Tue 23 May 2023
Part 1 of our blog looked at the background of Rule 3.3 of the SRA Accounts Rules, which covers the prohibition of using a client account as a banking facility.
The key driver of the Rules is that all financial transactions in and out of a client account should directly be related to the legal service that your firm is providing. We also noted that convenience for you or your client was not an excuse to get around Rule 3.3.
Your firm could very well be assisting with money laundering where you are allowing a client account to be used as a banking facility.
We mentioned long-standing private clients, in Part 1 of our blog, where they have cash sat in your client account but no true underlying legal transaction in progress. This could be hiding assets.
Where you are transferring funds in and out of client accounts, this may be part of placement schemes. I am sure you will regularly train all of your staff on how to spot suspicious financial activity.
You will have built into your client onboarding procedures, a review of their source of funds, especially if these are critical to the piece of work you are instructed to complete. So why would you then agree to transfer money into your client account or make a payment out of this which does not fit with the work that you are completing for that client?
Be extra vigilant when you have a client with a large number of ongoing matters and they are requesting transfers between these matters and then on to other clients that you may also be dealing with. You cannot use the excuse of convenience in this high-risk area.
Is this possibly an attempt by your client to ring-fence some personal cash in a divorce case? Is your client involved in some form of investment scheme and the use of your client account may lend credibility to that scheme? Is your client trying to avoid paying money into their bank account where they may have insolvency pressures, and they don’t want the bank to credit those funds against an overdraft position?
These three examples bring with them a high risk to you and your law firm.
Consider what your office procedures say about accepting client monies, and for approving the withdrawals from your client accounts. Are you certain that you are completing sensible and pragmatic source of funds checks on your clients?
Do you check on a monthly basis for clients who are holding funds in your client account where those amounts have not moved during the month? If the transaction that you are completing is moving along, then you may expect the amounts held in client account to fluctuate, but this monthly review does at least prompt your COFA to highlight where there may be a higher risk of banking facility taking place, and then to conduct more in-depth file reviews. Most accounting software systems can generate a report that highlights inactive client ledgers, that can be used during the review.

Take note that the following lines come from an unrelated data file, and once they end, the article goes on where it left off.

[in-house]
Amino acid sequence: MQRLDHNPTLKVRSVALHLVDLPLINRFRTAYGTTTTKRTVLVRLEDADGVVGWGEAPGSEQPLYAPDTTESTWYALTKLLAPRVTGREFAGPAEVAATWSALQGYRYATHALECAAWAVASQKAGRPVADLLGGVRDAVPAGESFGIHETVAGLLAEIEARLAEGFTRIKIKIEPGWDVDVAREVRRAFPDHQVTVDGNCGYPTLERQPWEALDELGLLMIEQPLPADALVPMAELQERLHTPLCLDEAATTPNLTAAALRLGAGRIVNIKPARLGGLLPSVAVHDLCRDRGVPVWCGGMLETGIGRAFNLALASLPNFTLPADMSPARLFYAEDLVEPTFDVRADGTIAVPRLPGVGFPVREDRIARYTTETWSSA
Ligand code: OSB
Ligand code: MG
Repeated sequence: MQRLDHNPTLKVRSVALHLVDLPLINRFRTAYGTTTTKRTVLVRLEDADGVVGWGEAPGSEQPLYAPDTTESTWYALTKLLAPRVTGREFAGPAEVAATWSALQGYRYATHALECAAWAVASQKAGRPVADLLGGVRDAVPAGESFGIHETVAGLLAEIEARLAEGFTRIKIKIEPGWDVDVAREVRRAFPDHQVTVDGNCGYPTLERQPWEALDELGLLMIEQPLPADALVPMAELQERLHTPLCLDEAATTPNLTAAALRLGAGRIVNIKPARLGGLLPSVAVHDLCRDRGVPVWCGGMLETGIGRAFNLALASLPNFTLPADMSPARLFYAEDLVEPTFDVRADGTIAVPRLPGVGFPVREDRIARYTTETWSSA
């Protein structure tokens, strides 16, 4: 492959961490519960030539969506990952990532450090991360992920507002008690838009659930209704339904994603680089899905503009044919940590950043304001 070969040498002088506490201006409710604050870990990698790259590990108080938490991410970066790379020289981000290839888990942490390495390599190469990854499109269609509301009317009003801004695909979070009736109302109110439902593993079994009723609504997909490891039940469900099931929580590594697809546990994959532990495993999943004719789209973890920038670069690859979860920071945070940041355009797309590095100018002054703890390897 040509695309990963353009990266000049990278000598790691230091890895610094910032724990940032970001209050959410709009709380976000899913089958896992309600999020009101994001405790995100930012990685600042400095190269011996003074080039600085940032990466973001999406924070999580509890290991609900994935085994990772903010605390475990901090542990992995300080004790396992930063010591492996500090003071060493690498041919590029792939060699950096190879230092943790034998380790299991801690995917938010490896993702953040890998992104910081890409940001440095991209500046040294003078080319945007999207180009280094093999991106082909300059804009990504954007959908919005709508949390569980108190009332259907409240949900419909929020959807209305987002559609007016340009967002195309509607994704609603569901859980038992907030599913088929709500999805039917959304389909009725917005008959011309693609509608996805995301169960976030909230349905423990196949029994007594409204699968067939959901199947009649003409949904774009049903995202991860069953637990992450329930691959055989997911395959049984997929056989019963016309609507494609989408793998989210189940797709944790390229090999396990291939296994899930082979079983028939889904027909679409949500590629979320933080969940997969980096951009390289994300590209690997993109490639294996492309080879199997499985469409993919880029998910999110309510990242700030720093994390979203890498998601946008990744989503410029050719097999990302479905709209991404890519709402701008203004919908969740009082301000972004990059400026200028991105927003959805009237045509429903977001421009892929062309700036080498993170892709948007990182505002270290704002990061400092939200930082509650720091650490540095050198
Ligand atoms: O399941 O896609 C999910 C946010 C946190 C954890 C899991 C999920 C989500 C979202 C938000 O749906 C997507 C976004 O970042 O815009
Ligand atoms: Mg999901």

Does your COFA conduct a monthly review of the client monies held to assess whether there are residual balances that should be sent back to your clients? Don’t forget that you should be returning client monies as soon as there is no longer a proper reason for you to hold these funds. This may be following the completion of a transaction or where it may have failed partway through. Are you likely to have clients who say hold onto these funds while I look for another investment opportunity? This is not allowed, and those funds should be repaid without delay. Your acceptance of this residual balance could be deemed to be a banking facility.
These individuals are your first line of defence. They should help you to comply with the SRA Accounts Rules and to reduce the risk of your firm falling foul of money laundering regulations and other regulatory breaches that carry disciplinary enforcement.
Do all of your fee earners follow your office procedures strictly and how do you know this? Are you completing file reviews to check?
Do they stop and think before simply following a client request or instruction, as to whether this receipt or payment is a normal expected part of the legal service?
Where a client asks your fee earner to make payment on their behalf, do your fee earners actually ask your client why they cannot simply make the payment themselves?
An appropriate conclusion to this blog can be taken from Paul Philip, SRA Chief Executive “Solicitors naturally will want to help their clients, but they of course must also do the right thing. If a client wants you to act in this way, you should seek to understand why they are asking you to do this and reassure yourself that you take an approach that is compliant.”